Kontakt / contact      Hauptseite /
                page principale / pagina principal / home    zurück / retour / indietro / astrás / back
zurück / retour / indietro / astrás / backprevious   next>

Encyclopaedia Judaica

Racist Zionism 09: Paris and British Mandate 1919-1939

Balfour Declaration of 1917 - Jewish invasion 1919-1939 - Haganah fight against British and Arabs - Paris "peace" conference - anti-Zionism - civil war in Palestine: Arabs and Jews with hard labor punishment - unemployment - White Papers - Weizmann's propaganda tours - political parties of the yishuv - religious groups and Zionist messianism

from: Zionism; In: Encyclopaedia Judaica 1971, vol. 16

presented by Michael Palomino (2008)

Teilen / share:


[Balfour Declaration and Jewish invasion 1919-1939 - Palestine civil war of Haganah against British and Arabs]

[[Wild racist Zionist Haganah is fighting a two front war to win territory in Palestine for new racist Jewish settlements against the Arabs and against the racist Empire English administration at the same time. Haganah is occupying territories and installing "overnight settlements" in combination with an immigration wave- The naive Jewish refugees had never heard about Arabs. They were coming from one war (in Europe) into another war (in Palestine), lead by the racist Zionists - with the aim of a Jewish Empire...]]

There was never sufficiently prolonged quiet in Palestine between the two world wars for Jews ever to be able to imagine that they would be safe without their own self-defense. By the late 1930s there was continuing open warfare between the Jewish and Arab communities, in which the British played an ambiguous role, at best, and in which the Jews could largely depend for their safety only on themselves. By this time "*illegal" immigration in the teeth of British restrictions had become a life-and-death matter for those Jews who could escape Europe. The [[racist]] Zionist movement as a whole, in all its factions, and not only the Revisionists, who had left the [[racist]] Zionist Organization because of its lack of militancy, was in a military struggle with both the Arabs and the British.

There had thus evolved a new element which had been implicit in the Zionist ideological vision of a normal nation: an increasingly independent military force, which, however small by international standards, was almost from its beginning a substantial power in the immediate region. The existence of armed strength added further "sovereign" dimensions of Jewish self-liberation to the vision of [[racist]] Zionism.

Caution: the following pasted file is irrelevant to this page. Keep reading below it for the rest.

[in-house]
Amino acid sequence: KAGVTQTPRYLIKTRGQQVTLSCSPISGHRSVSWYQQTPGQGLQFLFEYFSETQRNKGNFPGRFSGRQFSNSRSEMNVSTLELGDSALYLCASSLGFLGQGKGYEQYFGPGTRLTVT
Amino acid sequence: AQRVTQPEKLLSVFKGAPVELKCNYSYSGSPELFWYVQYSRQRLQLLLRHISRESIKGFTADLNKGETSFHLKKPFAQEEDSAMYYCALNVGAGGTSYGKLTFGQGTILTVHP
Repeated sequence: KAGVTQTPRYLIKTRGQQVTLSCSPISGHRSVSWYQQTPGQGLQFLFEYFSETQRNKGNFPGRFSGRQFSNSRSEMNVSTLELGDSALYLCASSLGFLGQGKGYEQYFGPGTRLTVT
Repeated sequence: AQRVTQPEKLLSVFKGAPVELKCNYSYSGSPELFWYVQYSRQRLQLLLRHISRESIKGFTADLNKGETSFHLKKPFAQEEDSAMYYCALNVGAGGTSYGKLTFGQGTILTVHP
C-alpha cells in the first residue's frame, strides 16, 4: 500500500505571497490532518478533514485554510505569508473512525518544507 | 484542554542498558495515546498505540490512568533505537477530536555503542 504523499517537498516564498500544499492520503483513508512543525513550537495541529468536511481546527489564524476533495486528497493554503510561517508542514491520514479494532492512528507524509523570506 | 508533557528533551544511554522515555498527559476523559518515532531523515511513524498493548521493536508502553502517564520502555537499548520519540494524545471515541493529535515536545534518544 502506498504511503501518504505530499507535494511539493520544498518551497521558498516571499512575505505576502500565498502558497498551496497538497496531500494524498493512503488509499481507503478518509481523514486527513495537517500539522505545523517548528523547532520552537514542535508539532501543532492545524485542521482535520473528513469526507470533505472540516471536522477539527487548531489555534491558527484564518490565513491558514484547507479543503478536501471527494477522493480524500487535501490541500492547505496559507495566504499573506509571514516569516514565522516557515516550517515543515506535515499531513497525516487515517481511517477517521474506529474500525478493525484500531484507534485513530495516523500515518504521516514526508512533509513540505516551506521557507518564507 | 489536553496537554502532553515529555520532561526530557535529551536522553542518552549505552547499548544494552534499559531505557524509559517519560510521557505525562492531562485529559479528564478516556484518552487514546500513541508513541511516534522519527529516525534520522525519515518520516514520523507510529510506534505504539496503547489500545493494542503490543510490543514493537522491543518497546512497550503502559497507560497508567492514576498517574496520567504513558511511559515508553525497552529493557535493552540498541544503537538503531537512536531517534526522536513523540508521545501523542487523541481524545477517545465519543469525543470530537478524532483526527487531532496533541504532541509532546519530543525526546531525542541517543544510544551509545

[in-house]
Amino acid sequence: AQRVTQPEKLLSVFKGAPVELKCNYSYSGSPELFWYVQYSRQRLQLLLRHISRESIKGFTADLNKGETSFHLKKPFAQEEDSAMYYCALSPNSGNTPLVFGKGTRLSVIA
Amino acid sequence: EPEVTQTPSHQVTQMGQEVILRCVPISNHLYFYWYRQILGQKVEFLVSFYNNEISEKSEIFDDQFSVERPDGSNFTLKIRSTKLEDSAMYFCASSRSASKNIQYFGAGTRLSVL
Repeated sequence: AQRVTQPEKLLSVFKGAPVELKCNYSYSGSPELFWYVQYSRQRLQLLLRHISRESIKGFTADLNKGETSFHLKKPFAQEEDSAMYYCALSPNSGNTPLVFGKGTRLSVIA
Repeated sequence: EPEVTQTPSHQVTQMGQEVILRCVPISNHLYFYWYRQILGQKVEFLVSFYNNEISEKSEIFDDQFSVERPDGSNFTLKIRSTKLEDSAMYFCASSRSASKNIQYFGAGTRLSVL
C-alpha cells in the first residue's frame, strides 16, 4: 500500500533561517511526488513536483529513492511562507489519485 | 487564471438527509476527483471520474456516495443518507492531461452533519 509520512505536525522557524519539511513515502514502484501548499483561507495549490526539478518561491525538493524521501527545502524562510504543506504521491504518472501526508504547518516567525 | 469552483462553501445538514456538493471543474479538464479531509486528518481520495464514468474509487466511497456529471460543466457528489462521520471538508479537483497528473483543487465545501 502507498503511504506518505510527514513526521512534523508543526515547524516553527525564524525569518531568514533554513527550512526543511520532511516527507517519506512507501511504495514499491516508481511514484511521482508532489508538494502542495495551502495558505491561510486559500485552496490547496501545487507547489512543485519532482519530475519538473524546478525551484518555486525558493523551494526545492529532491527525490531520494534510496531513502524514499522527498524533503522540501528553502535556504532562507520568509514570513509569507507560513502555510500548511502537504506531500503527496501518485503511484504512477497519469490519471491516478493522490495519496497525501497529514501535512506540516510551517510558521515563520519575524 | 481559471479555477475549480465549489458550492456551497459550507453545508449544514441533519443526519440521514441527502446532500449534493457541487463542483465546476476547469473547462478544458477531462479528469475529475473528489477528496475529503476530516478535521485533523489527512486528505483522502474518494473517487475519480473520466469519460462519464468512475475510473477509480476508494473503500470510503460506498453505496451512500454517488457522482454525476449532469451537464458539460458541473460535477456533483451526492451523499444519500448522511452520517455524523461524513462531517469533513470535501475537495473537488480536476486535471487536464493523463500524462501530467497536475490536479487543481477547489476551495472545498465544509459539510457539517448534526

[[Addition: The events at the Paris "peace" conference without Jewish State and without Arab states - civil war and Herzl booklet since 1919 - anti-Semitic church never mentioned - Paris "peace" conference absolutely failed

The racist Zionists were not given a Jewish State in Paris, and also the Arab delegations did not get one single own state, but the English and the French racist colonial powers got "Mandates" and colonial states. In Palestine it was an English "Mandate" where the restrictions of the Turks were repeated hindering racist Zionist Jewish immigration as much as possible to prevent a civil war between the Jewish and the Arab guerrilla fighters and - since the 1920s - to preserve the relationship to the Arab countries with their oil reserves. It seems that the Jewish Zionist madness was never taken earnest by the big powers in Paris because to be Jewish was never a "nation" but a religion, and the Arabs could accept a Jewish religious center in Palestine, but never a "Jewish State" at the main cross between Muslim Asia and Muslim Africa driving the Arabs away and enslaving them as it is prescribed in Herzl's booklet "The Jewish State". But as the Arabs also were colonized by the British and the French racist colonial powers any free discussion was suppressed. England and France needed the colonies to pay their war depths to the "USA". The main anti-Semitic force - the criminal "Christian" church - was never mentioned in Paris and is never mentioned in this article. Much anti-Semitism would never have been occurred in the world when the Bible would have been corrected from their anti-Semitism phrases against the Jews, when the Talmud had been corrected from it's racist phrases against all other religions, and when the rites of the criminal anti-Semitic "Christian" church would have been changed since 1919 already and not only in the 1960s according to the Human Rights, and perhaps also some rites in the synagogues should be changed. So, concerning the Jews in the world, the peace conference of Paris of 1919 had absolutely failed...]]


[Jewish factions at the "peace" conference of Paris: assimilated Jews, racist Zionist Jews, Jews from eastern Europe - the definition as a "national minority" - Jews become "foreigners" and enemies]

Encyclopaedia Judaica (1971), Zionism, vol.
                        16, col. 1050: Letter from Emir Feisal, head of
                        the Arab delegation at the Paris Peace
                        Conference to Herbert Samuel, Nov. 23, 1919,
                        expressing his positive attitude toward
                        [[racist]] Zionism. Jerusalem, Central Zionist
                        Archives. Encyclopaedia Judaica (1971), Zionism, vol. 16, col. 1050: Letter from Emir Feisal, head of the Arab delegation at the Paris Peace Conference to Herbert Samuel, Nov. 23, 1919, expressing his positive attitude toward [[racist]] Zionism. Jerusalem, Central Zionist Archives.

[[At the end of the "peace" conference both - the Jews and the Arabs - were forbidden any national sate by the racist colonial "democratic" powers England and France...]]